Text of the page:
Lessons from Massada
THE demise of Adelaide’s Massada College has been a long time coming, but for the past few years, as enrolments dwindled, supporters of the tiny Jewish day school steadfastly clung to the belief it would survive.
There was a cash infusion from mining magnate Joseph Gutnick in 2009, the sale of a sports oval, plans to merge with another school and an alumni association tried building a donor base.
But none of these measures could keep the school afloat indefinitely. The writing was truly on the blackboard when the 36-year-old college entered administration in January under the burden of massive debts. Administrator KordaMentha has now announced it will close on July 8.
When the college had a near-death experience in 2009, Jewish Community Council of South Australia president Norman Schueler offered a diagnosis. Adelaide’s Jewish population was around 2000 when Massada was founded in the 1970s. The population has halved since then. What’s more, he argued more than 45 per cent of the community today is over 60. And with many young Jews routinely leaving for greener Jewish pastures in Melbourne and Sydney, he said Massada exported its best and brightest, at the same time depriving its rollcall of new generations of pupils.
But the sobering consensus among Jewish leaders is that Massada did not collapse only because Adelaide has a small community, but because not all the community enrolled their children there.
The closure raises some urgent issues. Adelaide Hebrew Congregation (AHC), which has deliberately not run a cheder so as not to duplicate some of Massada’s services, is now scrambling to take over a string of bar mitzvah preparations. But what of the long term? Adelaide’s communal leaders agree local Jewish education is not negotiable. AHC is mulling a purchase of the school property to establish a multi-purpose facility, which would include Jewish education services, while Progressive congregation Beit Shalom may see a rise in enrolments at its religion school.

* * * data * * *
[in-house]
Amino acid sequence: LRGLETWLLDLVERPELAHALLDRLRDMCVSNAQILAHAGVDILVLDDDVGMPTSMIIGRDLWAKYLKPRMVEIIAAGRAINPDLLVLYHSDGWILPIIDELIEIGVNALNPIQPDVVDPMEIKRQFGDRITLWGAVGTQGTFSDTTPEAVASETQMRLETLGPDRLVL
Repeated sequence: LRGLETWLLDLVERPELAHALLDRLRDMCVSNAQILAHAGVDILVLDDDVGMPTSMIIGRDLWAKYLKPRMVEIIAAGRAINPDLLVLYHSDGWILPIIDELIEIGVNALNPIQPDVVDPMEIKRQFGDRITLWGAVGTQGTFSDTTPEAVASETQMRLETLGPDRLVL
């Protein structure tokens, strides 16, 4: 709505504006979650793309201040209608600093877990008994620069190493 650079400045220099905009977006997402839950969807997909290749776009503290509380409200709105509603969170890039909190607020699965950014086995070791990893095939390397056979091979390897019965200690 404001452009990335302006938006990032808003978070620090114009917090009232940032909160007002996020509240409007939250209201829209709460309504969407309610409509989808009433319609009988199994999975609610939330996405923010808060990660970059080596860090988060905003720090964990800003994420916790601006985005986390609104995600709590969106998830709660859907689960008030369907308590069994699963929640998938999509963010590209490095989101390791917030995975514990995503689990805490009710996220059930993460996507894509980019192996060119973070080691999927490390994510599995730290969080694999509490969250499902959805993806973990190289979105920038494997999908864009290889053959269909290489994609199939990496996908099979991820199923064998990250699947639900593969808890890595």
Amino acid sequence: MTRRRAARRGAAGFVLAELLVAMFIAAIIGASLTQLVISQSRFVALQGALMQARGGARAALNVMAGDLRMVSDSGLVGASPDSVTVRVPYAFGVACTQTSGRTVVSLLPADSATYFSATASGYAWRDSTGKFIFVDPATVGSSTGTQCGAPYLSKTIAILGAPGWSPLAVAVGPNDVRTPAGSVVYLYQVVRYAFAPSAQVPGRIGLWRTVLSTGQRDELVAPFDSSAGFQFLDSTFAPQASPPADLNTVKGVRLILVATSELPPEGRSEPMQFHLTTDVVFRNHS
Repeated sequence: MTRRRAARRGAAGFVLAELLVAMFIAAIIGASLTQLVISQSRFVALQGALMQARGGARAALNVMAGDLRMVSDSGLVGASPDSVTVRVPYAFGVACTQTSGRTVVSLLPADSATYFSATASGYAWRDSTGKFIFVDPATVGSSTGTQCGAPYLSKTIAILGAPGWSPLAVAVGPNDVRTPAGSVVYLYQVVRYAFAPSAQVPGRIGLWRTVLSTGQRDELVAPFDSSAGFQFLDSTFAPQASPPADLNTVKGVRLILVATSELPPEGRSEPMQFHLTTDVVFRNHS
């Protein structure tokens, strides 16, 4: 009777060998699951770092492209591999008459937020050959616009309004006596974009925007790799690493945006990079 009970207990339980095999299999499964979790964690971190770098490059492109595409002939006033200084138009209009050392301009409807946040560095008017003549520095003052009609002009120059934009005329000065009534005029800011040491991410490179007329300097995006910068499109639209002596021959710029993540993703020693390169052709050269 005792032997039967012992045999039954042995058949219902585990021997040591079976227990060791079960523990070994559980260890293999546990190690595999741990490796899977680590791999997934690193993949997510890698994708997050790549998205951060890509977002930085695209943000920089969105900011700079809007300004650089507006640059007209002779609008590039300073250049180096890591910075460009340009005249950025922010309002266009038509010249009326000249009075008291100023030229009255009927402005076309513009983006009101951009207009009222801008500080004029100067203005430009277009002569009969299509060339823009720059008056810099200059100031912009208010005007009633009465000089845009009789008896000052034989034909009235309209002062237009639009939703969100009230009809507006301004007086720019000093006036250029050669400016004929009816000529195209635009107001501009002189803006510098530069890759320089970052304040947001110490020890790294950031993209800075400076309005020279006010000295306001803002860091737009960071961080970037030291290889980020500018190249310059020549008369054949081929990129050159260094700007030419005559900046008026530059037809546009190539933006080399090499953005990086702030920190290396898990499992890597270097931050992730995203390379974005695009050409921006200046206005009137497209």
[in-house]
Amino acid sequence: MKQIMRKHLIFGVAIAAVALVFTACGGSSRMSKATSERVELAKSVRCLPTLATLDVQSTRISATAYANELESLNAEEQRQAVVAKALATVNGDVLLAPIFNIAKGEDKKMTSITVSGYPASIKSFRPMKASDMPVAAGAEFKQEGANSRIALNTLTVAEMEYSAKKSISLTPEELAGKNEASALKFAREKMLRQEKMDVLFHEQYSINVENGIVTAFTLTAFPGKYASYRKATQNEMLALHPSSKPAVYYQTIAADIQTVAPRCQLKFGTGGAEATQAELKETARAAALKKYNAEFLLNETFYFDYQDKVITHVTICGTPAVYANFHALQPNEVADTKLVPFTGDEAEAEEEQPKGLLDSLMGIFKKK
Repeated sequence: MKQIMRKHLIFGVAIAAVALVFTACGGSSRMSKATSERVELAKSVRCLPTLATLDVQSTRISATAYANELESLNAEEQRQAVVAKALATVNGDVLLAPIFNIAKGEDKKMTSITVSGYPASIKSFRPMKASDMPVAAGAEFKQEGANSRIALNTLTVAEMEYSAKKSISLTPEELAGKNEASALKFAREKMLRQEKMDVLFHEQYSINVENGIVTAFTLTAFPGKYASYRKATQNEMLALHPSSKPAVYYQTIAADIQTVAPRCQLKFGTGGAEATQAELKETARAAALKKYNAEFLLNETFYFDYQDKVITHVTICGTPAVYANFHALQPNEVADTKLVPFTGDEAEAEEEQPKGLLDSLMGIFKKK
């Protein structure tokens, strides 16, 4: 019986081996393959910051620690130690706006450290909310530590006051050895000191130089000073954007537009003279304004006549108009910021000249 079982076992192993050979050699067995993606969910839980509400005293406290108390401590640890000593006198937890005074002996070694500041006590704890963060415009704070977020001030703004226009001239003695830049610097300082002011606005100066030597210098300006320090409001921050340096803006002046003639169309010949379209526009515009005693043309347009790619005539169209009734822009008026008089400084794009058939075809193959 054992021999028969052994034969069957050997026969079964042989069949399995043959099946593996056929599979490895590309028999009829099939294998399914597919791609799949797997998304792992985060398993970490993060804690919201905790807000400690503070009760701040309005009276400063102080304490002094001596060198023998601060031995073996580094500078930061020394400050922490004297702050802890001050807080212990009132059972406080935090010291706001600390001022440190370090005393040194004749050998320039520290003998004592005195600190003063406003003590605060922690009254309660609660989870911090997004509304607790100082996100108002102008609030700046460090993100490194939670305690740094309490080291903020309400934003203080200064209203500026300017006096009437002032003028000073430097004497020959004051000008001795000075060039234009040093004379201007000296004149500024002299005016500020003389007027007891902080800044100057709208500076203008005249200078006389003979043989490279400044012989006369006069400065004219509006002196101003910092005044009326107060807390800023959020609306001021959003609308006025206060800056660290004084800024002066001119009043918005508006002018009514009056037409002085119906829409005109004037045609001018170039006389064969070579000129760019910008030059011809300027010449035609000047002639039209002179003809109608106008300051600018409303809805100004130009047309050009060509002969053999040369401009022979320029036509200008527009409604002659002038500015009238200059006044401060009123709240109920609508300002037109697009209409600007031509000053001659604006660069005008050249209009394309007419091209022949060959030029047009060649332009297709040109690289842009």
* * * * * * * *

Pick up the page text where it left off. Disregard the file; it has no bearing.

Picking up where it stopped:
Stephen Rothman, co-chair of the Australian Council of Jewish Schools, confirms there are no subsidy provisions between Australia’s Jewish schools. However, cross-subsidy programs may well deserve a closer look now, in order to safeguard other small and outlying Jewish schools.
Fighting for our rites
THERE are any number of religious and cultural practices, ranging from sharia law to genital mutilation, that are rejected in Australia. Slaughter without stunning should be one of them.”
It’s hard to know what was more disturbing about the conclusion of the editorial in the Sunday Age last weekend – the fact that a call for a ban on shechita should be made in a mainstream newspaper or the reference to “genital mutilation” in the same breath. Many reading the piece, will have no doubt imagined four extra words after reading the last line: “Slaughter without stunning should be one of them … and so should circumcision.”
The reality, of course, is that neither of these fundamental tenets of Judaism are facing an imminent threat in Australia. There is no indication that the voices raised by those campaigning against these rituals are being heeded in the corridors of power, where Jewish communal concerns traditionally fall on friendly ears. However, the favourable status we enjoy as a community should not give rise to complacency. Just a few short months ago across, a report into slaughter without stunning helped fuel a ban on shechita across the Tasman.
Likewise, several European countries regarded as havens of tolerance have passed laws outlawing kosher religious slaughter or limiting its practice, among them Sweden, Switzerland, Spain and Norway. And just this week, Jews in Holland saw their parliament voting in favour of a ban.
All this despite well-documented testimony from a number of highly- respected experts vouching for the fact that shechita is no less humane, or indeed more humane. than other methods of slaughter.
Circumcision is likewise facing well-publicised challenges casting shadows over the practice of brit milah. San Francisco is set to hold a referendum to determine whether it should be banned, while a group in the UK this week urged the British Medical Association to condemn it. Even Russell Crowe has weighed into the debate, tweeting that circumcision is “barbaric”.
At this time, of course, there is no indication that our legislators are planning to debate either shechita or circumcision. But we could have said the same not that long ago about Israel boycotts.
If there’s one thing we have learned from recent events in Marrickville, there are individuals – either with an agenda or well-intentioned but misinformed – who are able to get such issues on the agenda and mobilise support for their cause. In short, we must be on our guard lest we be forced into the same fight for our religious rites as our cousins across the globe.